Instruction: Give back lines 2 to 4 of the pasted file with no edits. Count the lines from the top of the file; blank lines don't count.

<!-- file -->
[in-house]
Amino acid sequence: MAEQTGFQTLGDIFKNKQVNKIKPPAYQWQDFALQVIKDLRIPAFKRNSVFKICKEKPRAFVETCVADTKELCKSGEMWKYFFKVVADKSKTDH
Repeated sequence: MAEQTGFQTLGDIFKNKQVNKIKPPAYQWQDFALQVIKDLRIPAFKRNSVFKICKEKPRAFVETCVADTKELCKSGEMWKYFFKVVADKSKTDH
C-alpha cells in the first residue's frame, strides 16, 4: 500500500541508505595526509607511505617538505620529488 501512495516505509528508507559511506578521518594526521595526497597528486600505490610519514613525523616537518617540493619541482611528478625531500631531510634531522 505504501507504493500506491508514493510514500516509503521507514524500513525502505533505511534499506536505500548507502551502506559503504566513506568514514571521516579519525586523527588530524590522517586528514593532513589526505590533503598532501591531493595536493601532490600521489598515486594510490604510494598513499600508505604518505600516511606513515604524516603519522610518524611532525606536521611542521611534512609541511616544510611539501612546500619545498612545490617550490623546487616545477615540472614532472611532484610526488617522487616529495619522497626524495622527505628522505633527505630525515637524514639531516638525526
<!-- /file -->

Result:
Amino acid sequence: MAEQTGFQTLGDIFKNKQVNKIKPPAYQWQDFALQVIKDLRIPAFKRNSVFKICKEKPRAFVETCVADTKELCKSGEMWKYFFKVVADKSKTDH
Repeated sequence: MAEQTGFQTLGDIFKNKQVNKIKPPAYQWQDFALQVIKDLRIPAFKRNSVFKICKEKPRAFVETCVADTKELCKSGEMWKYFFKVVADKSKTDH
C-alpha cells in the first residue's frame, strides 16, 4: 500500500541508505595526509607511505617538505620529488 501512495516505509528508507559511506578521518594526521595526497597528486600505490610519514613525523616537518617540493619541482611528478625531500631531510634531522 505504501507504493500506491508514493510514500516509503521507514524500513525502505533505511534499506536505500548507502551502506559503504566513506568514514571521516579519525586523527588530524590522517586528514593532513589526505590533503598532501591531493595536493601532490600521489598515486594510490604510494598513499600508505604518505600516511606513515604524516603519522610518524611532525606536521611542521611534512609541511616544510611539501612546500619545498612545490617550490623546487616545477615540472614532472611532484610526488617522487616529495619522497626524495622527505628522505633527505630525515637524514639531516638525526